Welcome to your weekly roundup for July 7-14. This week we’ve got the 5 key factors in multi-channel prospecting, 3 incredibly creative ways to get in front of your toughest prospects and what’s holding you back from improving your professional and personal self.
Co-founder and Chief Analyst at TOPO, Inc., Craig Rosenberg, addresses confusion in the sales community that one channel or another is dead. “The truth is nothing is ‘dead,’” he says, citing research that the triple-touch, which is using email, voicemail and InMails in succession, is used by 80% of high-growth sales development companies.
5 Key Factors for Multi-Channel Prospecting:
Prospecting is a campaign. Rather than measuring prospecting by a single channel, a more accurate KPI would be to measure campaigns in a bundle. For example, does the combination of phone, email and social create more SQLs than just email?
Email is the core channel for outreach. Email, writes Rosenberg, is the most effective way for connecting with buyers at scale. All other outreach strategies should be built around the email cadence.
The phone isn’t dead, but it is used differently. Today, it’s used as part of the campaign mix. Salespeople who leave voicemail followed by an email within minutes of eachother report email conversions up to 10%.
A social touch (LinkedIn) increases overall conversion. Companies should include social channels their buyers are active on in their campaign. One company reported a 30% lift in connect rates by including a LinkedIn touch in their campaign. Another, zero.
Campaigns should be delivered over time. The point of multi-channel campaigns are not to execute 3 triple touches and be done with it. Map out a robust initial touch and nurturing campaign to ensure best results.
*This is a summary of The Age of Multi-Channel Prospecting: Despite The Hype, Nothing Is “Dead” by Craig Rosenberg.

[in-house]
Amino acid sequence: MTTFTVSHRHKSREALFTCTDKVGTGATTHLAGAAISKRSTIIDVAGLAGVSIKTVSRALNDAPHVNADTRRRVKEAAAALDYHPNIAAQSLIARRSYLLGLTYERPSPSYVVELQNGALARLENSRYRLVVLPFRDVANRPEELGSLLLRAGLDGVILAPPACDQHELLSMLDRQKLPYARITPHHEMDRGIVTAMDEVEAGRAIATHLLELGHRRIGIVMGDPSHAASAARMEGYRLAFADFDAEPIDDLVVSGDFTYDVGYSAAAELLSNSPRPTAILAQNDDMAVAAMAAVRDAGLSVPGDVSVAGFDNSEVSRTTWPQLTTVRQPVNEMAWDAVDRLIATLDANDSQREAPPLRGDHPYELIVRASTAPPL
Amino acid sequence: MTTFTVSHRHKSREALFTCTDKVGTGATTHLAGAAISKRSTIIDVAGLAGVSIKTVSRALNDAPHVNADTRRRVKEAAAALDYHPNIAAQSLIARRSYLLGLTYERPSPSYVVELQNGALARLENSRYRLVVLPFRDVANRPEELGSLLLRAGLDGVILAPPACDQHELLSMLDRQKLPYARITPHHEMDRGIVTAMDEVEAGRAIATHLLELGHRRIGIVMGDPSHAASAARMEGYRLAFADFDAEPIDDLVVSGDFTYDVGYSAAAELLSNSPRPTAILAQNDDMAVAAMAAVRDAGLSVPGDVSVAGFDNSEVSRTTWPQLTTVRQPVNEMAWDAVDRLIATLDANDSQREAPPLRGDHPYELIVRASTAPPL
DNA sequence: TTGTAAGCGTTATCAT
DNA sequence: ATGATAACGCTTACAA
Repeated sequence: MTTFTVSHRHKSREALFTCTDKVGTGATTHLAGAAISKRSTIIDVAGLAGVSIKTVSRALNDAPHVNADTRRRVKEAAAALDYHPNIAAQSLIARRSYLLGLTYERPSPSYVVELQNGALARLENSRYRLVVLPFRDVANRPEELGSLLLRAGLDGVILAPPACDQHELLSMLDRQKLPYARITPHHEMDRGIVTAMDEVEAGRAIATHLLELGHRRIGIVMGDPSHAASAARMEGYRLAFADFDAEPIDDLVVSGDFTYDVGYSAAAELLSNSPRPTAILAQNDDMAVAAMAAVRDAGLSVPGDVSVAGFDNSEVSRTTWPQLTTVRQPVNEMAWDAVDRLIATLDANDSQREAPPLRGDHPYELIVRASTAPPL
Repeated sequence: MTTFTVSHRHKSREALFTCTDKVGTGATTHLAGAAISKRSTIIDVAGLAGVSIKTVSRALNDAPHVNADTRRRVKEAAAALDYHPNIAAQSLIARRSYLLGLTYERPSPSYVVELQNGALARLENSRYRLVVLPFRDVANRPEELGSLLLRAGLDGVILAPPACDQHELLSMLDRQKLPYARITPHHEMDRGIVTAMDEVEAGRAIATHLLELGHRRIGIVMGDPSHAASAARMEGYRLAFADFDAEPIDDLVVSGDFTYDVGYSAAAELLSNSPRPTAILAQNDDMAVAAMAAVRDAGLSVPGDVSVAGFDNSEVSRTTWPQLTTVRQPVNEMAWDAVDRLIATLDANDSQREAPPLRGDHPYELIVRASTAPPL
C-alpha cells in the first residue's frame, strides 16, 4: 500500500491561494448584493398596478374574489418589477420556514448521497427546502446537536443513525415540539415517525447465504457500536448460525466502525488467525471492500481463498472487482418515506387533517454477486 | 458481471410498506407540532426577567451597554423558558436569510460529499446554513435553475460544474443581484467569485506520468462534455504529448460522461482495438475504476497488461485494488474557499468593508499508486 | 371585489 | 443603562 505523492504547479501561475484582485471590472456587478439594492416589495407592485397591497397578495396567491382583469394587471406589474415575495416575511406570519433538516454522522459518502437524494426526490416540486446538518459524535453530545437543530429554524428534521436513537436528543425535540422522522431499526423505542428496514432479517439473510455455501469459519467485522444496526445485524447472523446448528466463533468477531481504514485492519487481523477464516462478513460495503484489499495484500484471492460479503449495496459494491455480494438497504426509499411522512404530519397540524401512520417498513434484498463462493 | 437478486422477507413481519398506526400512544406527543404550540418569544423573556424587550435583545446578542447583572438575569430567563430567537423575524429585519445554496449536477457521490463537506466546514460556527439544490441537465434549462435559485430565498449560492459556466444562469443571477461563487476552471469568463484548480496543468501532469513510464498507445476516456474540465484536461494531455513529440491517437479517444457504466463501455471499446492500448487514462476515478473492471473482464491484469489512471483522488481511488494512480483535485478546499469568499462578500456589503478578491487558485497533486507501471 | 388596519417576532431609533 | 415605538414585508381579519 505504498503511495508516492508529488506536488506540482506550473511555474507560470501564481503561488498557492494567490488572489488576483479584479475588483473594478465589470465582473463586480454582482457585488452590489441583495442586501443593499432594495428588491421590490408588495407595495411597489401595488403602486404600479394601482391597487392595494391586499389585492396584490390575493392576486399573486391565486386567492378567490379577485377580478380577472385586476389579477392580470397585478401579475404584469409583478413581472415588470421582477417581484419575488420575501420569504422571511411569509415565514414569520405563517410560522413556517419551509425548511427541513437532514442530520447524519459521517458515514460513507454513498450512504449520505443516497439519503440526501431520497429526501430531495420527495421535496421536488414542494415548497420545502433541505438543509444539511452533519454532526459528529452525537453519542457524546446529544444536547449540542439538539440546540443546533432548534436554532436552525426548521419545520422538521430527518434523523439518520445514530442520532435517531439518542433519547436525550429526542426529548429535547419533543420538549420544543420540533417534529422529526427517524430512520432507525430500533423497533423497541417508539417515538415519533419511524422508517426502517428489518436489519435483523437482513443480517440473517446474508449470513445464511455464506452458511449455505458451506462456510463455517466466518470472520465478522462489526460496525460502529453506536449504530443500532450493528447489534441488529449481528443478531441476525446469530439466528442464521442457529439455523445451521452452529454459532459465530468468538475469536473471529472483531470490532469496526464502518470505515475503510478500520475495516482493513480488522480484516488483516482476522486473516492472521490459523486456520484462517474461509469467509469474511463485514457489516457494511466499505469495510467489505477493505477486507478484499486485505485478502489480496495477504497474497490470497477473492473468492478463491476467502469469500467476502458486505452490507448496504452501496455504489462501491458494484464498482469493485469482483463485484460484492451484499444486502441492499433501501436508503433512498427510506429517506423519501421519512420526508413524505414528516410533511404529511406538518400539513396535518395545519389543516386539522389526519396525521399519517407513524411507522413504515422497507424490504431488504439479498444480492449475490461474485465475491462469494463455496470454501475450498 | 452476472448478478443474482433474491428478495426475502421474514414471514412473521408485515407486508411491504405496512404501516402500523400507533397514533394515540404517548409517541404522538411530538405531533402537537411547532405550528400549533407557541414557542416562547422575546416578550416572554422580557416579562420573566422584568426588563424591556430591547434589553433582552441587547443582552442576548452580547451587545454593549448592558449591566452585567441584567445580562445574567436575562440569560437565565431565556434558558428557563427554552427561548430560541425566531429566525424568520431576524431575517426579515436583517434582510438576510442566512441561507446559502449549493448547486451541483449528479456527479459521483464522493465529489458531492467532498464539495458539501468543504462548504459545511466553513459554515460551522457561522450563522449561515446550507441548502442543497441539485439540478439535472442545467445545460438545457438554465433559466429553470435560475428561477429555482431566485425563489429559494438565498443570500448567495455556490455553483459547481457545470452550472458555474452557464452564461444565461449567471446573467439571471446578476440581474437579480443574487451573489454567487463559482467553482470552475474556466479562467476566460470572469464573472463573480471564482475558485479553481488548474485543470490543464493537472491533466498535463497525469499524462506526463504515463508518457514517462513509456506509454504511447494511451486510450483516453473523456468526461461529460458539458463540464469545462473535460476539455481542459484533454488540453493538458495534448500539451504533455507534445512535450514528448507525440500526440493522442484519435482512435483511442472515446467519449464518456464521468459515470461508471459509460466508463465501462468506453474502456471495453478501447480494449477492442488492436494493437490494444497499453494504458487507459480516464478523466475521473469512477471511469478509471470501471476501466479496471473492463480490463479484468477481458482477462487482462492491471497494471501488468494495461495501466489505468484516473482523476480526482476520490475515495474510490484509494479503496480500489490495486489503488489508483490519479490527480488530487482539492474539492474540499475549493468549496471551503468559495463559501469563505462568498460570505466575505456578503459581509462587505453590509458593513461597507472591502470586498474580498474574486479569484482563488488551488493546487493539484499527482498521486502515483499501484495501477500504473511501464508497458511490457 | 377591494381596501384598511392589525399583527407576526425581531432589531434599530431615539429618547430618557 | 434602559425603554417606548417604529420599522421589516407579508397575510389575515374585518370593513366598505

Regional Vice President, Sales, ON24, Samantha McKenna, writes on key out-of-the-box techniques you can use to score sales meetings.
1) No time to meet? Offer to meet your prospect during a mundane errand.
Early in her career, McKenna faced a deal that could make her entire year’s quota. She had buy-in from everyone else on the team but this one decision maker. The decision maker was impossible to get to, so one day, McKenna worked up the courage to meet her at an event she was speaking at.
The decision maker reiterated she was extremely busy… it was then McKenna noticed she had highlights in her hair. Superficial as it may seem, McKenna added a human touch by bonding over stylists, eventually suggesting they should get their hair styled together. She agreed. The result? McKenna scored a hefty portion of the deal.
2) When they’re traveling, say you’re traveling too (even if you’re not).
One of McKenna’s reps was trying to connect with a decision maker, and suggested McKenna and he connected in Washington. But the decision-maker was traveling, and wasn’t able to meet in Washington for another month. Whereas the rep was ready to book the calendar a month from then, McKenna, who sat at ON24’s San Francisco headquarters, asked the decision maker where he was headed next. Turns out he was also headed toward San Francisco. They were able to meet up the following night, and close the deal faster than expected.
3) Need to get the attention of a new executive? Time to get really creative (and personal).
One of McKenna’s reps was about to close a deal when the decision maker upped and left. A short while later, two replacements arrived. Eager to get in with the new executives, the ON24 team scoured the social profiles of the decision makers and found one of them went to a relatively unknown university abroad. So the team ordered a sweater and got a gift card to a nearby restaurant, and sent both gifts with handwritten notes. The personalized direct mail worked like magic.
*This is a summary of 3 Ultra Creative Strategies to Get Face Time with Your Toughest Prospects by Samantha Mckenna.
Esteemed thought leader Seth Godin writes on the dichotomy most of us experience with voluntary education: “this might not work” vs “this might work.”
“This might not work” – It’s no secret you don’t really need any formal licensing to set up a course online. We have every reason to be skeptical. The last thing you want is to feel sillier than you did before the course started because you got ripped off.
“This might work” – If the course delivers what is promised, you might show you something you can’t unsee. This brings risk, change and fear. This means stepping out of your comfort zone.
At the end of the day Godin says, “We choose not to learn because it’s either going to fail (embarrassing and expensive) or it’s going to work (frightening).”
But what’s even more frightening is being replaced by automation, or having someone who isn’t afraid to take the leap replace you.
“We learn what we do, not what we’re told,” says Godin.
*This is a summary of The Two Fears of Voluntary Education by Seth Godin.